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How to properly distribute credit

Hello everyone,


Today I was present at a meeting with our comittee of resident physicians together with the committee of attending physicians (the upper hierarchical layer). The goal was to share our challenges and find in what way we could work together. I did the presentation and the members of our commitee presented their project (including me). We identified common projects and found steps to take. It was very fruitful.

At the end one of the attending physicians said:

"It was a great initiative" (to meet up together)

To which I answered:

"Teamwork!" (with a genuine warm smile)


My intention was to distribute the credit as I don't care to get the credit. I want things to progress. It's not about me.

My mistake was not to acknowledge my part. Learning from Lucio (acknowledging compliment from a higher up in an email). I think it would have been better to say:

"Thank you! Teamwork!" (with a genuine warm smile)

I was also not at ease since I did not remember if it was one of my attending colleague or me who had the idea first. I proposed and organized the meeting, true. However, I really think it was teamwork and I'm not even 100% sure I had the idea.

Happy to read your thoughts.

Lucio Buffalmano has reacted to this post.
Lucio Buffalmano

Yes, good analysis John.

Even potentially better:

Yes! <---- agrees and aligns

"Thank you! It was a good and productive teamwork!" (with a genuine warm smile)

However, I may have skipped "teamwork" completely.

It may feel like virtue signaling and indirectly one-upping him.
As in "look at me, showing you the selfless traits that really matter". The one-up is because he didn't say it initially, so it's a bit like "here's me being a better leader and fixing it for you and reminding you and everyone else what truly matters".

Generally speaking, as the organizer and/or leader it's good to be a bit more careful about teamwork threads as they can feel manipulative -as in the CEO who reminds a bit too often employees that you're all a team. And people may start remembering that the CEO earns 100x more and profits 1000x more when then team's/company bottom line increases.

Ali Scarlett, John Freeman and Bel have reacted to this post.
Ali ScarlettJohn FreemanBel
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Hello Lucio,

thank you very much for your answer.

My mistake was bigger than I thought. It was one-upping indeed. What you wrote is what I felt and what I sub-communicated.

I want the leadership at our hospital to become more positive, benevolent and democratic. So I think I went overboard with trying to be an example of that, going into “I’m going to show you how it’s done” territory.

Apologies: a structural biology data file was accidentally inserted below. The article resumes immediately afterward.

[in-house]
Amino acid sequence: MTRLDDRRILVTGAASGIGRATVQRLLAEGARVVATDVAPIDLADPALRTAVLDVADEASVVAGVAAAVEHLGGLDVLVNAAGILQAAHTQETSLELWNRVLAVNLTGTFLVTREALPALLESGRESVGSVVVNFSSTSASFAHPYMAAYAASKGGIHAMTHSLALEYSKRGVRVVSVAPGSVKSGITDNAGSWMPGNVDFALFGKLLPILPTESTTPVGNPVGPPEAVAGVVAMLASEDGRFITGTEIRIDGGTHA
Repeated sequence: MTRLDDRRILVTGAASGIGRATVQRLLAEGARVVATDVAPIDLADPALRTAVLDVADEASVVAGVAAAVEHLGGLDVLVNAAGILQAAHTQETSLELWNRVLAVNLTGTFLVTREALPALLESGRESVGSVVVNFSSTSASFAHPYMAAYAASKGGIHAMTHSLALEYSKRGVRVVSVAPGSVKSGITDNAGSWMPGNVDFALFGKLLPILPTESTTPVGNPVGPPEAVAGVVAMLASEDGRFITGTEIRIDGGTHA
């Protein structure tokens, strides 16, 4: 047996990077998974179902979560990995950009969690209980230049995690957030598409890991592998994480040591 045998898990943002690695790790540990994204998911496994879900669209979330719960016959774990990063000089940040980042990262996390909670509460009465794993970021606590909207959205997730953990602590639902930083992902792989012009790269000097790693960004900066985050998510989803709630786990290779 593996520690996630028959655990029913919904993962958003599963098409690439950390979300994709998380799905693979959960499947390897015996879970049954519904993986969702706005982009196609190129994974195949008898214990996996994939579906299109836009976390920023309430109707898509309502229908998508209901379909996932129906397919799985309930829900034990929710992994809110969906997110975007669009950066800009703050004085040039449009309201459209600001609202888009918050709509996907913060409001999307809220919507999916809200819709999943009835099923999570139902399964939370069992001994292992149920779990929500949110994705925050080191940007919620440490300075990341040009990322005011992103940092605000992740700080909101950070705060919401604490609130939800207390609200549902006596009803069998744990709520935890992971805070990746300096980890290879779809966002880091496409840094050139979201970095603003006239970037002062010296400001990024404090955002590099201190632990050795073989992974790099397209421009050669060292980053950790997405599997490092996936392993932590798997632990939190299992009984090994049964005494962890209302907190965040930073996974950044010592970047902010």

That’s an important lesson for me.


Lucio Buffalmano and Ali Scarlett have reacted to this post.
Lucio BuffalmanoAli Scarlett

Cheers John, as usual, my feeling was just reading a message, you were there and know better.

If you felt something similar, chances are it might be the case.

However, it's really good when you can look back and revisit your own feelings: it means that the right "feel" is already in place, and it's more a case of listening more to it, and adjusting.

John Freeman has reacted to this post.
John Freeman
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Yeah I felt it so your description is definitely accurate. Totally agree with going from feeling to listening to the feeling to change of behavior.

I will write her a short email to apologize as not to leave a bad taste in her mouth for interacting with me/giving me a compliment. Not too thread expanding but allowing a closure.

Lucio Buffalmano has reacted to this post.
Lucio Buffalmano

This is a very interesting case study.

I had the same feeling when I read about the "Teamwork" comment - and Lucio's analysis on it is extremely helpful for me as well.

I find I also, personally, would not apologize for this. To me it would feel too much given the really really slight one-upping in the comment, and the work setting also discourages apologizing. So I would address it simply as a matter of fact by correcting the behavior in future occasions; or by writing an email just thanking her, without the apologizing.

Lucio Buffalmano, Ali Scarlett and John Freeman have reacted to this post.
Lucio BuffalmanoAli ScarlettJohn Freeman

Yes, very interesting case study indeed, and I agree that I wouldn't necessarily send an email.

If it was small enough as it seems to be, I wouldn't personally send one.

However, it's not necessarily a bad move.

I had started writing a post telling John as much but then canceled it because:

  • It's possible to send such an email and make a good impression
  • Some types of personalities would appreciate that email
  • If the physicians deeply disliked the move, then the email can be good
Ali Scarlett, John Freeman and Bel have reacted to this post.
Ali ScarlettJohn FreemanBel
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Hello Lucio and Bel,

thank you very much!

What happened is after that they were going their way and I said goodbye again with a warm smile and they responded in a similar fashion. So I think it was not interpreted too negatively. So based on your feed-backs I think the email is therefore not necessary and I won't send it.


Lucio Buffalmano and Bel have reacted to this post.
Lucio BuffalmanoBel
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